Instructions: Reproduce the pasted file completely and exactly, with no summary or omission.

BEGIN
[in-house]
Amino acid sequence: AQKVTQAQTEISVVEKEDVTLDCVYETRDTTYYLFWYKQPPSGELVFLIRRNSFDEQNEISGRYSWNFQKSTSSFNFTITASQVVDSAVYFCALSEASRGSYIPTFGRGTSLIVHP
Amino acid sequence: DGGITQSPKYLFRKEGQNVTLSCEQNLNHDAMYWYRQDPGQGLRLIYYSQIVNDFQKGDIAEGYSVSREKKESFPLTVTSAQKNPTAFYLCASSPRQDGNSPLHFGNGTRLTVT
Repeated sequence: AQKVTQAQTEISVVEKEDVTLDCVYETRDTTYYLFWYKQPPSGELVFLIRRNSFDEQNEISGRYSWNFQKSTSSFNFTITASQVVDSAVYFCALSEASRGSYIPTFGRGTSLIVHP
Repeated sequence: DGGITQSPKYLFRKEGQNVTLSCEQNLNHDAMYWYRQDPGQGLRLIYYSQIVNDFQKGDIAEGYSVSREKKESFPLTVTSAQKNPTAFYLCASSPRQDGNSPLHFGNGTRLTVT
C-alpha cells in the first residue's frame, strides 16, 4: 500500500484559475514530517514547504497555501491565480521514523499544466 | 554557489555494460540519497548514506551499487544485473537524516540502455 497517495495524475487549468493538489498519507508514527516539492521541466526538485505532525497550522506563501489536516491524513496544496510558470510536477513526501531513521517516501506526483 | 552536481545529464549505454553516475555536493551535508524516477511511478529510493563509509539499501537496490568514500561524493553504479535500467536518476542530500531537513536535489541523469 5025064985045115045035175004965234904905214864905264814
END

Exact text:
[in-house]
Amino acid sequence: AQKVTQAQTEISVVEKEDVTLDCVYETRDTTYYLFWYKQPPSGELVFLIRRNSFDEQNEISGRYSWNFQKSTSSFNFTITASQVVDSAVYFCALSEASRGSYIPTFGRGTSLIVHP
Amino acid sequence: DGGITQSPKYLFRKEGQNVTLSCEQNLNHDAMYWYRQDPGQGLRLIYYSQIVNDFQKGDIAEGYSVSREKKESFPLTVTSAQKNPTAFYLCASSPRQDGNSPLHFGNGTRLTVT
Repeated sequence: AQKVTQAQTEISVVEKEDVTLDCVYETRDTTYYLFWYKQPPSGELVFLIRRNSFDEQNEISGRYSWNFQKSTSSFNFTITASQVVDSAVYFCALSEASRGSYIPTFGRGTSLIVHP
Repeated sequence: DGGITQSPKYLFRKEGQNVTLSCEQNLNHDAMYWYRQDPGQGLRLIYYSQIVNDFQKGDIAEGYSVSREKKESFPLTVTSAQKNPTAFYLCASSPRQDGNSPLHFGNGTRLTVT
C-alpha cells in the first residue's frame, strides 16, 4: 500500500484559475514530517514547504497555501491565480521514523499544466 | 554557489555494460540519497548514506551499487544485473537524516540502455 497517495495524475487549468493538489498519507508514527516539492521541466526538485505532525497550522506563501489536516491524513496544496510558470510536477513526501531513521517516501506526483 | 552536481545529464549505454553516475555536493551535508524516477511511478529510493563509509539499501537496490568514500561524493553504479535500467536518476542530500531537513536535489541523469 5025064985045115045035175004965234904905214864905264814